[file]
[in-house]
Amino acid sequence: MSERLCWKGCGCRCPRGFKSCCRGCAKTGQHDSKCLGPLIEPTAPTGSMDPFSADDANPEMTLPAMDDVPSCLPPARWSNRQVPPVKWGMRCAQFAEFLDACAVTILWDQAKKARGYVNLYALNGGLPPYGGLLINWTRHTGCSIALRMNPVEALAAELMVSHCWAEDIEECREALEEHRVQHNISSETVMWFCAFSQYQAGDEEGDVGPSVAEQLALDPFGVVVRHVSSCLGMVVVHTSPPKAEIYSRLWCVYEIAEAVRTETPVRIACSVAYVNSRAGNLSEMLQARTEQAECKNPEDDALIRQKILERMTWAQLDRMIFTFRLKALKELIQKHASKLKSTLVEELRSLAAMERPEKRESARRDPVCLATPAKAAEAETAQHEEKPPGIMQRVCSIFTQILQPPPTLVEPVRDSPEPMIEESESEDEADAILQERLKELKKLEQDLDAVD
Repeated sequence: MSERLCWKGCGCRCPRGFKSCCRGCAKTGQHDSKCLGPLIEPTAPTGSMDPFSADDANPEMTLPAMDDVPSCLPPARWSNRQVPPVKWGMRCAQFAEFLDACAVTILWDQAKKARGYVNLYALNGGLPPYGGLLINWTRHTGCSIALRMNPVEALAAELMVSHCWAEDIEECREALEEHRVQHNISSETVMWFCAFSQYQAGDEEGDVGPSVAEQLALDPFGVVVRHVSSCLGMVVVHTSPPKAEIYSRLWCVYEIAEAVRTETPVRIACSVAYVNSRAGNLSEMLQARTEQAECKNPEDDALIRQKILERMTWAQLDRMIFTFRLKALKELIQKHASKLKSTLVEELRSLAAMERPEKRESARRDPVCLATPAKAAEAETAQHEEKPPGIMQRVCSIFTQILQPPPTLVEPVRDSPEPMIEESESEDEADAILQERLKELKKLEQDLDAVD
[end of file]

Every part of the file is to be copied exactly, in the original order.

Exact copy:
[in-house]
Amino acid sequence: MSERLCWKGCGCRCPRGFKSCCRGCAKTGQHDSKCLGPLIEPTAPTGSMDPFSADDANPEMTLPAMDDVPSCLPPARWSNRQVPPVKWGMRCAQFAEFLDACAVTILWDQAKKARGYVNLYALNGGLPPYGGLLINWTRHTGCSIALRMNPVEALAAELMVSHCWAEDIEECREALEEHRVQHNISSETVMWFCAFSQYQAGDEEGDVGPSVAEQLALDPFGVVVRHVSSCLGMVVVHTSPPKAEIYSRLWCVYEIAEAVRTETPVRIACSVAYVNSRAGNLSEMLQARTEQAECKNPEDDALIRQKILERMTWAQLDRMIFTFRLKALKELIQKHASKLKSTLVEELRSLAAMERPEKRESARRDPVCLATPAKAAEAETAQHEEKPPGIMQRVCSIFTQILQPPPTLVEPVRDSPEPMIEESESEDEADAILQERLKELKKLEQDLDAVD
Repeated sequence: MSERLCWKGCGCRCPRGFKSCCRGCAKTGQHDSKCLGPLIEPTAPTGSMDPFSADDANPEMTLPAMDDVPSCLPPARWSNRQVPPVKWGMRCAQFAEFLDACAVTILWDQAKKARGYVNLYALNGGLPPYGGLLINWTRHTGCSIALRMNPVEALAAELMVSHCWAEDIEECREALEEHRVQHNISSETVMWFCAFSQYQAGDEEGDVGPSVAEQLALDPFGVVVRHVSSCLGMVVVHTSPPKAEIYSRLWCVYEIAEAVRTETPVRIACSVAYVNSRAGNLSEMLQARTEQAECKNPEDDALIRQKILERMTWAQLDRMIFTFRLKALKELIQKHASKLKSTLVEELRSLAAMERPEKRESARRDPVCLATPAKAAEAETAQHEEKPPGIMQRVCSIFTQILQPPPTLVEPVRDSPEPMIEESESEDEADAILQERLKELKKLEQDLDAVD